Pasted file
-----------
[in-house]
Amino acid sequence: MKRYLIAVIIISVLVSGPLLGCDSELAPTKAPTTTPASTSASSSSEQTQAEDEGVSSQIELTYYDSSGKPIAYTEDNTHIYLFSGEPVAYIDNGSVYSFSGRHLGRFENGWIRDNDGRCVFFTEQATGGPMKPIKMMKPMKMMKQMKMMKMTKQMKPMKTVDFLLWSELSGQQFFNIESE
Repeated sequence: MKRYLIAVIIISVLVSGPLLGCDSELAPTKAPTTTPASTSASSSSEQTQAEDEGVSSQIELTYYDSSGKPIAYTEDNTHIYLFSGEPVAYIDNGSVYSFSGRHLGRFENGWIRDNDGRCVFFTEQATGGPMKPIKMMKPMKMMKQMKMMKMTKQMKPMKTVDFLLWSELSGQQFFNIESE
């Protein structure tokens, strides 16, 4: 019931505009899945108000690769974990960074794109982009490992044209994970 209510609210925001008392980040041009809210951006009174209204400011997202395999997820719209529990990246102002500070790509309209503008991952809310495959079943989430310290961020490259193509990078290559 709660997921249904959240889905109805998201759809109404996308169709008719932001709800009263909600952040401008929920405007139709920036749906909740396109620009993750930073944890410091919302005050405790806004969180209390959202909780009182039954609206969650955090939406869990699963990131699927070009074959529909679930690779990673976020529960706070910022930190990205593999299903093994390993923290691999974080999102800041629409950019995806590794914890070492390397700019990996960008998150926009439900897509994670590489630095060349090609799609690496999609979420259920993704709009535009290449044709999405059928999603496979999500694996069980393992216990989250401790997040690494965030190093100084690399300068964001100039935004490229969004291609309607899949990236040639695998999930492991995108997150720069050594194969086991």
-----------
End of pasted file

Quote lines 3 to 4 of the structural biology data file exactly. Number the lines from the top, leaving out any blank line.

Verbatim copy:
Repeated sequence: MKRYLIAVIIISVLVSGPLLGCDSELAPTKAPTTTPASTSASSSSEQTQAEDEGVSSQIELTYYDSSGKPIAYTEDNTHIYLFSGEPVAYIDNGSVYSFSGRHLGRFENGWIRDNDGRCVFFTEQATGGPMKPIKMMKPMKMMKQMKMMKMTKQMKPMKTVDFLLWSELSGQQFFNIESE
């Protein structure tokens, strides 16, 4: 019931505009899945108000690769974990960074794109982009490992044209994970 209510609210925001008392980040041009809210951006009174209204400011997202395999997820719209529990990246102002500070790509309209503008991952809310495959079943989430310290961020490259193509990078290559 709660997921249904959240889905109805998201759809109404996308169709008719932001709800009263909600952040401008929920405007139709920036749906909740396109620009993750930073944890410091919302005050405790806004969180209390959202909780009182039954609206969650955090939406869990699963990131699927070009074959529909679930690779990673976020529960706070910022930190990205593999299903093994390993923290691999974080999102800041629409950019995806590794914890070492390397700019990996960008998150926009439900897509994670590489630095060349090609799609690496999609979420259920993704709009535009290449044709999405059928999603496979999500694996069980393992216990989250401790997040690494965030190093100084690399300068964001100039935004490229969004291609309607899949990236040639695998999930492991995108997150720069050594194969086991």